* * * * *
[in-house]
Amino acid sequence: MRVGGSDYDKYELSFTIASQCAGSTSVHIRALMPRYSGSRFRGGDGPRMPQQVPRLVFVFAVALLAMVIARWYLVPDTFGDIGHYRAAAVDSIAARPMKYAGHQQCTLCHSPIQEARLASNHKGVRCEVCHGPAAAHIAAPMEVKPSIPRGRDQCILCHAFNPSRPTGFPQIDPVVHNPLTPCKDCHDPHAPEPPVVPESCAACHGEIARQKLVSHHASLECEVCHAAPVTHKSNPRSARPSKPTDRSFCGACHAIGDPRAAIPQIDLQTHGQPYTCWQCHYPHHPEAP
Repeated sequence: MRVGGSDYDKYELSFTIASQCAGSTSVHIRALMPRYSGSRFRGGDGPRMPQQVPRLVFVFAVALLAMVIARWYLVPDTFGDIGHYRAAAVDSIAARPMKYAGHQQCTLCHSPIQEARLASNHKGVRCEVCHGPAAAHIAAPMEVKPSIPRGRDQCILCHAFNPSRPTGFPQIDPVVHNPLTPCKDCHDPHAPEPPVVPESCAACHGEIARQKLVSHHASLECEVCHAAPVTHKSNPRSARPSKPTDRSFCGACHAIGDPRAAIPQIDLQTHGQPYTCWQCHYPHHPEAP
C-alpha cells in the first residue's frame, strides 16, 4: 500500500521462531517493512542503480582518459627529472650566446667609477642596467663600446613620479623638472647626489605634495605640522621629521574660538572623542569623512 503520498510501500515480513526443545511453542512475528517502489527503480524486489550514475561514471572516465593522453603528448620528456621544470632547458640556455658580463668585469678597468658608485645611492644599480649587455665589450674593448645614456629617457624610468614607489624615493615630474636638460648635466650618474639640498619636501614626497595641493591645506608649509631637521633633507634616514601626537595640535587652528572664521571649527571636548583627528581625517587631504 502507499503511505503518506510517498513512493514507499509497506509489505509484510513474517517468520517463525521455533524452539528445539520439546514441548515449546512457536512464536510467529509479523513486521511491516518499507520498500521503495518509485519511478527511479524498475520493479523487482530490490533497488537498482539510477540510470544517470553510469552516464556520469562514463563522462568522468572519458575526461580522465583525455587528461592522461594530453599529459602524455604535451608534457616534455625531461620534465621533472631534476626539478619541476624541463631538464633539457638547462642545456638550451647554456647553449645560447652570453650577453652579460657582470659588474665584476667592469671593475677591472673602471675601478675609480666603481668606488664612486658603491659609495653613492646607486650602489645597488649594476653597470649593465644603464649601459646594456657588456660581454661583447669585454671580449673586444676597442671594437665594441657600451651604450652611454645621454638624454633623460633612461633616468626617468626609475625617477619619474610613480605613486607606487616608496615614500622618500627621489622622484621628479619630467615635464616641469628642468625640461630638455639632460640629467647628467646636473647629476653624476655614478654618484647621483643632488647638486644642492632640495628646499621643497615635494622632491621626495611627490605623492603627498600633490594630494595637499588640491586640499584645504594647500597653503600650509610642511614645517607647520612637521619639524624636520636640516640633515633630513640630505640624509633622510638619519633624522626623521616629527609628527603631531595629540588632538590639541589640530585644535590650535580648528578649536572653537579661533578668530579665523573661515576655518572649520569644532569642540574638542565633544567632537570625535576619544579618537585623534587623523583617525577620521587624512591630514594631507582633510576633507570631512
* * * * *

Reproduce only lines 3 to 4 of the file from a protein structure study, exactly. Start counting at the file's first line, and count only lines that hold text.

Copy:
Repeated sequence: MRVGGSDYDKYELSFTIASQCAGSTSVHIRALMPRYSGSRFRGGDGPRMPQQVPRLVFVFAVALLAMVIARWYLVPDTFGDIGHYRAAAVDSIAARPMKYAGHQQCTLCHSPIQEARLASNHKGVRCEVCHGPAAAHIAAPMEVKPSIPRGRDQCILCHAFNPSRPTGFPQIDPVVHNPLTPCKDCHDPHAPEPPVVPESCAACHGEIARQKLVSHHASLECEVCHAAPVTHKSNPRSARPSKPTDRSFCGACHAIGDPRAAIPQIDLQTHGQPYTCWQCHYPHHPEAP
C-alpha cells in the first residue's frame, strides 16, 4: 500500500521462531517493512542503480582518459627529472650566446667609477642596467663600446613620479623638472647626489605634495605640522621629521574660538572623542569623512 503520498510501500515480513526443545511453542512475528517502489527503480524486489550514475561514471572516465593522453603528448620528456621544470632547458640556455658580463668585469678597468658608485645611492644599480649587455665589450674593448645614456629617457624610468614607489624615493615630474636638460648635466650618474639640498619636501614626497595641493591645506608649509631637521633633507634616514601626537595640535587652528572664521571649527571636548583627528581625517587631504 502507499503511505503518506510517498513512493514507499509497506509489505509484510513474517517468520517463525521455533524452539528445539520439546514441548515449546512457536512464536510467529509479523513486521511491516518499507520498500521503495518509485519511478527511479524498475520493479523487482530490490533497488537498482539510477540510470544517470553510469552516464556520469562514463563522462568522468572519458575526461580522465583525455587528461592522461594530453599529459602524455604535451608534457616534455625531461620534465621533472631534476626539478619541476624541463631538464633539457638547462642545456638550451647554456647553449645560447652570453650577453652579460657582470659588474665584476667592469671593475677591472673602471675601478675609480666603481668606488664612486658603491659609495653613492646607486650602489645597488649594476653597470649593465644603464649601459646594456657588456660581454661583447669585454671580449673586444676597442671594437665594441657600451651604450652611454645621454638624454633623460633612461633616468626617468626609475625617477619619474610613480605613486607606487616608496615614500622618500627621489622622484621628479619630467615635464616641469628642468625640461630638455639632460640629467647628467646636473647629476653624476655614478654618484647621483643632488647638486644642492632640495628646499621643497615635494622632491621626495611627490605623492603627498600633490594630494595637499588640491586640499584645504594647500597653503600650509610642511614645517607647520612637521619639524624636520636640516640633515633630513640630505640624509633622510638619519633624522626623521616629527609628527603631531595629540588632538590639541589640530585644535590650535580648528578649536572653537579661533578668530579665523573661515576655518572649520569644532569642540574638542565633544567632537570625535576619544579618537585623534587623523583617525577620521587624512591630514594631507582633510576633507570631512